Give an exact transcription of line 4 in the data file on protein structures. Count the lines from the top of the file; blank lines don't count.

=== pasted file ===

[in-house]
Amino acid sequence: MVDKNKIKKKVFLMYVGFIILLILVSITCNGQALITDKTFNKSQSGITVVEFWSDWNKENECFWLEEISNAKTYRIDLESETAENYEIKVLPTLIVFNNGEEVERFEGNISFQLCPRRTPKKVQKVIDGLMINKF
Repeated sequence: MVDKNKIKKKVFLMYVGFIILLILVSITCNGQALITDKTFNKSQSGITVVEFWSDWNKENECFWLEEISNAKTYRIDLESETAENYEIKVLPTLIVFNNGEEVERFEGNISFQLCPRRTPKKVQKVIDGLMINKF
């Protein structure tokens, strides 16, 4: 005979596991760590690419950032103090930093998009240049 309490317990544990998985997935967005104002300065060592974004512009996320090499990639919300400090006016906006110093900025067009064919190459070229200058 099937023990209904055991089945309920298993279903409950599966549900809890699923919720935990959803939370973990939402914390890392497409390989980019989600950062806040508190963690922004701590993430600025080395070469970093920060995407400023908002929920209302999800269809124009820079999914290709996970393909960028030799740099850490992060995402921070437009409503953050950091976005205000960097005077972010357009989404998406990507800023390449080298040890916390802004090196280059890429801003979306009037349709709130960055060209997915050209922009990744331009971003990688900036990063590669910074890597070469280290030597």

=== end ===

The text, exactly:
């Protein structure tokens, strides 16, 4: 005979596991760590690419950032103090930093998009240049 309490317990544990998985997935967005104002300065060592974004512009996320090499990639919300400090006016906006110093900025067009064919190459070229200058 099937023990209904055991089945309920298993279903409950599966549900809890699923919720935990959803939370973990939402914390890392497409390989980019989600950062806040508190963690922004701590993430600025080395070469970093920060995407400023908002929920209302999800269809124009820079999914290709996970393909960028030799740099850490992060995402921070437009409503953050950091976005205000960097005077972010357009989404998406990507800023390449080298040890916390802004090196280059890429801003979306009037349709709130960055060209997915050209922009990744331009971003990688900036990063590669910074890597070469280290030597």